Capital Catch-Up: November 28, 2022

Capital Catch-Up: November 28, 2022

Gov. Whitmer Appoints Kyra Harris Bolden to Michigan Supreme Court

Last week, Gov. Gretchen Whitmer announced her appointment of State Representative Kyra Harris Bolden to the Michigan Supreme Court to fill the seat vacated by Justice Bridget Mary McCormick, who announced in September her plans to step down at the end of this year. 

On November 22, Gov. Whitmer announced she would appoint Kyra Harris Bolden to the MI Supreme Court.

Rep. Bolden will be the first Black woman to serve on the Michigan Supreme Court, a milestone for progress in our state that will diversify the court’s perspectives and capacity as Michigan’s highest arbiter of justice. 

The appointment comes after she narrowly lost her race for one of two open seats on the court to Republican incumbent Justice Brian Zahra. Michigan LCV endorsed Rep. Bolden in her candidacy for the court, and we are excited that Gov. Whitmer is appointing a qualified legal expert and experienced lawmaker. 

Kyra Harris Bolden (center) with Michigan LCV’s state government affairs team, Nick Occhipinti (left) and Hallie Fox (right)!

First elected to the Michigan Legislature in 2018, Rep. Bolden has stood up for the environment, democracy, and her constituents. In addition to her time in the legislature, she practiced law as a criminal defense attorney and as a staff attorney for judges in Wayne County.  When confirmed, 

Bolden will serve a partial term through the end of 2024. She will have the option to run for re-election in 2024 as an incumbent justice.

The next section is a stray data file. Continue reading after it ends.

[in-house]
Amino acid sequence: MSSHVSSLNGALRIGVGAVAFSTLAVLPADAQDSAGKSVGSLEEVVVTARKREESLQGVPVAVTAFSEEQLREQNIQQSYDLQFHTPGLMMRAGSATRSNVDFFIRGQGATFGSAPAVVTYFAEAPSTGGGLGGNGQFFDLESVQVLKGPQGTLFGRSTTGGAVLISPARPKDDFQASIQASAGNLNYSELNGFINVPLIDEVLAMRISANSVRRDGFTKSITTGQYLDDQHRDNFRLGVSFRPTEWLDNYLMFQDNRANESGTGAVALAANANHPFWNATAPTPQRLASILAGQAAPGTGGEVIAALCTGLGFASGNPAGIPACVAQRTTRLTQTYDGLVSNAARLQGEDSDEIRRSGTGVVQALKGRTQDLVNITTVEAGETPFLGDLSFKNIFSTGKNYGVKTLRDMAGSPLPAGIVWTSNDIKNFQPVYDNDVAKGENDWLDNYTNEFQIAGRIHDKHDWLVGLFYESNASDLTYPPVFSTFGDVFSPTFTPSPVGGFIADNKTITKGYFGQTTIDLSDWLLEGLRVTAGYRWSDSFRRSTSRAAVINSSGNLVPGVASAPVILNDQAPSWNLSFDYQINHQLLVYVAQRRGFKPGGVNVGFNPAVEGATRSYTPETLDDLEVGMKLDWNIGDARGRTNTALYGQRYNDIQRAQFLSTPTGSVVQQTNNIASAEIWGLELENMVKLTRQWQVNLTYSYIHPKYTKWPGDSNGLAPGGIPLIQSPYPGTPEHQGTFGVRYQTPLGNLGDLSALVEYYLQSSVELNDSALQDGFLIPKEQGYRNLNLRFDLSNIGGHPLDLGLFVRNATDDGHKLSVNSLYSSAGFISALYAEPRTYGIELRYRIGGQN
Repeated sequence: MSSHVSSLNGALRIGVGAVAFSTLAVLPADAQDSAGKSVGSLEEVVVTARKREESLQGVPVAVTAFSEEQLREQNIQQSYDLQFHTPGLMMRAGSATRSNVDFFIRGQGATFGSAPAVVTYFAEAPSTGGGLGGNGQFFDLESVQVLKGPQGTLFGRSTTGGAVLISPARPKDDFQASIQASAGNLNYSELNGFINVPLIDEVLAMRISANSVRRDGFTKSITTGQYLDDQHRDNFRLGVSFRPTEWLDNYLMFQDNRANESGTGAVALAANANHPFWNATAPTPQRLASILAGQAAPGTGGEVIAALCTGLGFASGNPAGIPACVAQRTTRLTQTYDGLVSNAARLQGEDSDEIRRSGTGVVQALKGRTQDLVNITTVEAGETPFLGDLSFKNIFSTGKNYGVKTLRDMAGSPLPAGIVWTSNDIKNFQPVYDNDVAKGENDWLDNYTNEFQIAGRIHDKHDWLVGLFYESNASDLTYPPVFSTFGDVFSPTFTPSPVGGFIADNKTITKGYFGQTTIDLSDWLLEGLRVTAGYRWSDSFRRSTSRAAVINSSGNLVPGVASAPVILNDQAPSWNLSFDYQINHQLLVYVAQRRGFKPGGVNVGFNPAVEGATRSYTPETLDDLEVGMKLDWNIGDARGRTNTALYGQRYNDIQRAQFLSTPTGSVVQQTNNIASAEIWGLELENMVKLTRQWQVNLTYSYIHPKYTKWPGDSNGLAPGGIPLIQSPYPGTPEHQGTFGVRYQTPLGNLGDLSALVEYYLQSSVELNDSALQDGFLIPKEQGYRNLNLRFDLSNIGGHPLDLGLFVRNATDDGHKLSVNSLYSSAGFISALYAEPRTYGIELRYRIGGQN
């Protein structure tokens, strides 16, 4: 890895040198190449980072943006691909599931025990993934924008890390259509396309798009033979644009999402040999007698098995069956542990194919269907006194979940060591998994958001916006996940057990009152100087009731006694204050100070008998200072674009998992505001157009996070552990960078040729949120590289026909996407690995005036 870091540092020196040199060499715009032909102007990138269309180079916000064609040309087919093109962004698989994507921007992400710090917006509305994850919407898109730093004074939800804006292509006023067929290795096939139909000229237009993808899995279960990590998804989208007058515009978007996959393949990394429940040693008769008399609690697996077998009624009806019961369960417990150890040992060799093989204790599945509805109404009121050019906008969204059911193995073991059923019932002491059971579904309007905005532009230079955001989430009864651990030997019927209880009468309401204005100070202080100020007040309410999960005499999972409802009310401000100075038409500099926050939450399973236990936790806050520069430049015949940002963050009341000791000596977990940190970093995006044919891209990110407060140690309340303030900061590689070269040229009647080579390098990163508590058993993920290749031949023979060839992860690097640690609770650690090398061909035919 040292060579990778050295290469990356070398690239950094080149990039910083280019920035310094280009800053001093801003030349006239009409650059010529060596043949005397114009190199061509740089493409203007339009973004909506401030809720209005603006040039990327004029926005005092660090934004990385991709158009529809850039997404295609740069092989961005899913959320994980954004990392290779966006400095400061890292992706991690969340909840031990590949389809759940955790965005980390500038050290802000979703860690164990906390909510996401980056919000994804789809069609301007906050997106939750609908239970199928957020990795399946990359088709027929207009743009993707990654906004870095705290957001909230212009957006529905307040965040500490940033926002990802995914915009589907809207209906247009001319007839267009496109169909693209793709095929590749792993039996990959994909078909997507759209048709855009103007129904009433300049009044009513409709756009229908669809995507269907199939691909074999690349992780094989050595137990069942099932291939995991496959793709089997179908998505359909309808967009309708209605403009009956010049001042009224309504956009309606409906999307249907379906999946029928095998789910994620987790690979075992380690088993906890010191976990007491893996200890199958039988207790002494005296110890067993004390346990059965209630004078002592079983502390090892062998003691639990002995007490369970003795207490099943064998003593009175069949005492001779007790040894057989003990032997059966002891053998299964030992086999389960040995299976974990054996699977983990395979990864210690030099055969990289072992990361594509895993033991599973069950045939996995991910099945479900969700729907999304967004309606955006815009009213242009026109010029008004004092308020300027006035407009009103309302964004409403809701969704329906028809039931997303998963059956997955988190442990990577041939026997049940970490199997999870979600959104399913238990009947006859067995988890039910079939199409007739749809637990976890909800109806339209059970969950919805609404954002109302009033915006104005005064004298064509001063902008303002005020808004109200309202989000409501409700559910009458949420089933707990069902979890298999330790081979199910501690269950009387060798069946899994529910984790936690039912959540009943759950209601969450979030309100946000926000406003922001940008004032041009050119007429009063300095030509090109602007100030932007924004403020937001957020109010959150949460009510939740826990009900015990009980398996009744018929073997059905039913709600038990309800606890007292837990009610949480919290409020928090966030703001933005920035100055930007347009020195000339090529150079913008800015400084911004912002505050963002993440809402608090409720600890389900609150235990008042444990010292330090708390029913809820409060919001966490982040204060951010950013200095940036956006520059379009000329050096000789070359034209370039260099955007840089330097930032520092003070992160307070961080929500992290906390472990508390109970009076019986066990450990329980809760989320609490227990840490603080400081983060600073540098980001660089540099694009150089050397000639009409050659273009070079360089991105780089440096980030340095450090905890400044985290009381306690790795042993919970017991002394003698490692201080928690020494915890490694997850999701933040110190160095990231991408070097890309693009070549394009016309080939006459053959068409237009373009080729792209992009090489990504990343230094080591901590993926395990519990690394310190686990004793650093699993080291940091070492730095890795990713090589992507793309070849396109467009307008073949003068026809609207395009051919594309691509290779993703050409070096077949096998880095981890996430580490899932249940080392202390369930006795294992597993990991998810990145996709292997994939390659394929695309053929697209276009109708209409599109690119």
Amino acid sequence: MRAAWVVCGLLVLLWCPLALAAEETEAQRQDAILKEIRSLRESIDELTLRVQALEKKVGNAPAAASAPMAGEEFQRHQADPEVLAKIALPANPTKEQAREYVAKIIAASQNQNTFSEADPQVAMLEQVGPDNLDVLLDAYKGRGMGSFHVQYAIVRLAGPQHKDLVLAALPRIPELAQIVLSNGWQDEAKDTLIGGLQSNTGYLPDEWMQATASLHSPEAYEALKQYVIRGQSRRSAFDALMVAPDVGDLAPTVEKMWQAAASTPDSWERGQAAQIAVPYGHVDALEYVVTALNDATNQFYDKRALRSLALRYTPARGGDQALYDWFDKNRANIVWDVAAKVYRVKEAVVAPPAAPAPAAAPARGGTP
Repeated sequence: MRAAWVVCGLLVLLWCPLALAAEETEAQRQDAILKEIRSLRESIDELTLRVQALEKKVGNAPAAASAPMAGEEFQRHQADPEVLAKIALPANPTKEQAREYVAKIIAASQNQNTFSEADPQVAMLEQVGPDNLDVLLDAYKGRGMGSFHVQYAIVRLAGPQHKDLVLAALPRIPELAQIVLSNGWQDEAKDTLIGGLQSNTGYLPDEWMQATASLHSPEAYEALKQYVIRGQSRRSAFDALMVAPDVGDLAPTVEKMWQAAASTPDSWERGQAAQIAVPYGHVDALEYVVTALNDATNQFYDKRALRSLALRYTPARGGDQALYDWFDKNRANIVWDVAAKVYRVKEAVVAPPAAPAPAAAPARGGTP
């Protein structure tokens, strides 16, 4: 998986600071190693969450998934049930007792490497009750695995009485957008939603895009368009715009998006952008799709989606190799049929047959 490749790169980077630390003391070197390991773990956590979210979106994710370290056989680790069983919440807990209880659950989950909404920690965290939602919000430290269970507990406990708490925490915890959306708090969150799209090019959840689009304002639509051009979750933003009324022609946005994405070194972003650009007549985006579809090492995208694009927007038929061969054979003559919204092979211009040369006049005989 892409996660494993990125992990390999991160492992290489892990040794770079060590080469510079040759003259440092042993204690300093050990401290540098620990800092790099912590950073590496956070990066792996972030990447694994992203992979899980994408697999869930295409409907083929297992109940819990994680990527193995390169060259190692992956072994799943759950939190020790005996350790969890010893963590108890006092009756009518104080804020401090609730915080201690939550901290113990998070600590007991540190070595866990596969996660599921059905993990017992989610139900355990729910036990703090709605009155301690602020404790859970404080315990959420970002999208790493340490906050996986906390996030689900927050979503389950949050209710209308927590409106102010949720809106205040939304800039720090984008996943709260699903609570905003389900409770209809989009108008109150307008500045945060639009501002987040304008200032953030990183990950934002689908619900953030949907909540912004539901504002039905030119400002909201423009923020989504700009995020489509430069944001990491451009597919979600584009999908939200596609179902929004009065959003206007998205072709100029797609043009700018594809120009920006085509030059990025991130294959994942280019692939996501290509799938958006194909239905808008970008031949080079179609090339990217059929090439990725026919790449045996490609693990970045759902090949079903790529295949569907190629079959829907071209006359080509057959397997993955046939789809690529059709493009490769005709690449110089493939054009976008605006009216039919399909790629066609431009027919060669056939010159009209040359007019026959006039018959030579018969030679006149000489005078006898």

Consumers Energy Considers Future of Hydroelectric Dams

Consumers Energy is weighing options for thirteen aging hydropower dams as their operating permits are set to expire beginning in 2034 through 2041.

Webber Dam, located on the Grand River, began commercial operation in 1907 — over 115 years ago. (Source: Consumers Energy).

The plan for the dams located along the Muskegon, Manistee, Grand, Kalamazoo and Au Sable rivers will be announced next year, sparking interest from residents who live alongside dam reservoirs. 

Dam removal would cause their reservoirs to disperse and eventually disappear, which some locals fear would cause them to lose access to recreation and tourism opportunities. However, maintenance costs for the dams are estimated at over $165 million annually, to be paid for by Consumers Energy ratepayers. (Michigan LCV has steadfastly advocated against excessive energy rate hikes, as we did in August during the Michigan Public Service Commission DTE rate case.) This plan would require approval by the Michigan Public Service Commission. The MPSC will base their decision on the dams ability to generate enough electricity to justify the rate increases. Currently, these century-old dams produce 1.2% of Consumers total annual power generation.

The potential removal of these dams is a once-in-a-lifetime opportunity that would help restore the Au Sable to its natural state. Removing these dams would provide incredible angling and recreational opportunities.” – Joe Hemming, Anglers of the Au Sable president

Locations of Consumers’ Energy’s 13 hydropower dams (Source: Consumers Energy).

Overall, the environment would benefit from dam removal as the rivers would begin to renaturalize and Michigan’s fish would regain access to hundreds of miles of rivers and streams. The DNR currently spends $1 million each year to place salmon and trout into the Muskegon and Au Sable rivers. 

Update From Washington

BLOG – Reversing Legacies of Pollution

Join The Movement

Get exclusive, real-time updates about environmental action in Lansing — PLUS ways you can take action straight to your inbox.

Related Articles

Join the movement to protect the Great Lakes state

And we’ll show you two ways to help. Together, we can be a voice for change and protect Michigan’s land, air, water, public health, and democracy.